And it meant that no one European ruler could put a stop to exploration, as the Chinese emperor had suddenly done. Instead, they competed all the more stiffly with eachother.
So… Competition. It’s a good thing. You have competition in your industry? Does that feel like a good thing?
Look at the photography industry: professional photographers complain to me that amateurs are stealing their clients. That a full-time doctor who takes wildlife pics on his vacations can afford the latest equipment and can fly first class to the Serengeti to get his shot. “Those damned amateurs are ruining the business!” you say.
“It’s a jungle out there!” you say.
I say: re-imagine your friends and your enemies. This requires reimagining the roles, and reframing the problem.
If you get a chance, take a look at the delightful TED talk by John Kasaona, a Himba man from Namibia, who describes fantastic conservation success in that arid, poor country. It began with a reframing of the problem: not how to catch poachers. But how to stop poaching. The solution: You make the poachers the caretakers. Let them profit from guardianship.
I’ve been working with the Wildlife Conservation Society in Laos on a similar project. I’m just helping them a bit on the media front. But I’m so impressed with what they are achieving on the ground with extremely limited resources.
The Nam Nern Night Safari takes tourists by boat upriver into the core zone of this protected area, the last remaining habitat for tigers in Indochina. The guides and spotters are all former poachers and fishermen. So they already have their 10 000 hours of experience. Now their communities get paid in hard cash after every trip for every animal you spotted. It’s totally transparent: you see the pricelist upfront. This incentivizes them to keep that animal alive, so as to keep selling views of it to tourists over and over again, rather than to poach it once.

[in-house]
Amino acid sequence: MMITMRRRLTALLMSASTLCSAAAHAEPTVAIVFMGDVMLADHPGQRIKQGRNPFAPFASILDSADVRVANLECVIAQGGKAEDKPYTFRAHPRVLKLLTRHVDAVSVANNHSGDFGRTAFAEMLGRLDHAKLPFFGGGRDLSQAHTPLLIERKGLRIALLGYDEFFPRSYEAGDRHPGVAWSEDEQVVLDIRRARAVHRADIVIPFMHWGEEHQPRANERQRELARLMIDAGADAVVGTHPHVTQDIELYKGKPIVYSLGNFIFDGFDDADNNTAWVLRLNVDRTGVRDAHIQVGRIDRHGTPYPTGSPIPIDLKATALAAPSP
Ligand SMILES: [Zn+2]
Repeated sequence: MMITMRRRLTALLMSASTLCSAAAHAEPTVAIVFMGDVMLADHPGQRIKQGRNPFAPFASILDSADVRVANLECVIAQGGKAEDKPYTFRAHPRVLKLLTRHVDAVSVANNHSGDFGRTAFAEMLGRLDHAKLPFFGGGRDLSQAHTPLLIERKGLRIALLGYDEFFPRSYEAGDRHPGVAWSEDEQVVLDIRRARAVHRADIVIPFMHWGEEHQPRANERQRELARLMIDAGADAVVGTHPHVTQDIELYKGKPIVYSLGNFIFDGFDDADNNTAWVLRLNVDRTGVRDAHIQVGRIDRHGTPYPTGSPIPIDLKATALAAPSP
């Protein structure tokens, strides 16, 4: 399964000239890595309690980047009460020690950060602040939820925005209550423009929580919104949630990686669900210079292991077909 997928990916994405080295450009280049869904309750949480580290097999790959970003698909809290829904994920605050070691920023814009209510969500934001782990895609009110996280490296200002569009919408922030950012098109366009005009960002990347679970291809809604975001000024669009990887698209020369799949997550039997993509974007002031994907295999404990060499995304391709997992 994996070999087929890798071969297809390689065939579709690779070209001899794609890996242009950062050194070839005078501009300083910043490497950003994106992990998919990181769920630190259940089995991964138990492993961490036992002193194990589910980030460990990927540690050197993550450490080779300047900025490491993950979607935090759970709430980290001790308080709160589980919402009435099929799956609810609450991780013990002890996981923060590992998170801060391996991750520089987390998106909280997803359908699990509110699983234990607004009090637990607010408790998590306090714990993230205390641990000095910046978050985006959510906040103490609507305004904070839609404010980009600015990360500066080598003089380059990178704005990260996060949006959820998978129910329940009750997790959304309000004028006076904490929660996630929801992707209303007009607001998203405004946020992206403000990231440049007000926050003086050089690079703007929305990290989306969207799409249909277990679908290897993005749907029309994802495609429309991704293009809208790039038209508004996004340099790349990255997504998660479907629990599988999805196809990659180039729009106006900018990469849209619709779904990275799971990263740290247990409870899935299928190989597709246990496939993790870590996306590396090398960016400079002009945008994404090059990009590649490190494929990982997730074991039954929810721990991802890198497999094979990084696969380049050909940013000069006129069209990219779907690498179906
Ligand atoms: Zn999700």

So, how do you do apply that to your photography business?
Let’s stick with the wildlife theme and look at the results of the most recent Wildlife Photographer of the Year awards.
Professor of evolutionary biology: Alexander Badyaev, Russia/USA
Software engineer Raviprakash S S, India
Surgeon: Ary Bassous, Brazil:
Diving instructor: Christian Vizi, Mexico
“Amateurs” from the Majority World are taking home the gold.
But, wait. Let’s go back to that same competition. There are a lot of photographers already offering photo safaris. But there are a lot more amateurs out there with cash to pay and a desire to learn. Do you have specific knowledge that you could supply, if you thought of those amateurs as your market? If, instead of loathing them, you might start to love them, and help them out?
Francisco Negroni of Chile leads photographic safaris to some of Chile’s most active volcanoes.
Bence Máté, Hungary: wildlife photography tourism: he’s set up hides that he rents out.
Okay, on to our next winner app.
Let’s look at the Scientific Revolution.
Way back in the 8th C, in Baghdad, in the House of Wisdom, Greek texts by Aristotle and others were being translated into Arabic. The caliphate had the first hospitals, and the first university. Muslim mathematicians established algebra as a discipline, and the first camera obscura was built.
But then came Gutenberg’s press. As we’ve already discussed, Gutenberg didn’t invent movable type. But he did improve on what already existed, in every aspect. And, most importantly, he brought the press to an audience that could use it far more easily: Chinese and Korean languages have huge alphabets. Latin is limited. Manageable. And so you could move those limited letters around pretty quickly, and print out new documents on new findings.
Science, by definition, is about observation and experiment.
Because of the imperative to publish new findings, scientific knowledge could grow cumulatively. All the major 17th C breakthroughs in math, astronomy , physics, chemistry and biology happened in Western Europe.
The Muslim world, on the other hand, was clamping down.
“There was a religious reverence for the pen, a preference for the art of calligraphy over the business of printing,” explains Ferguson.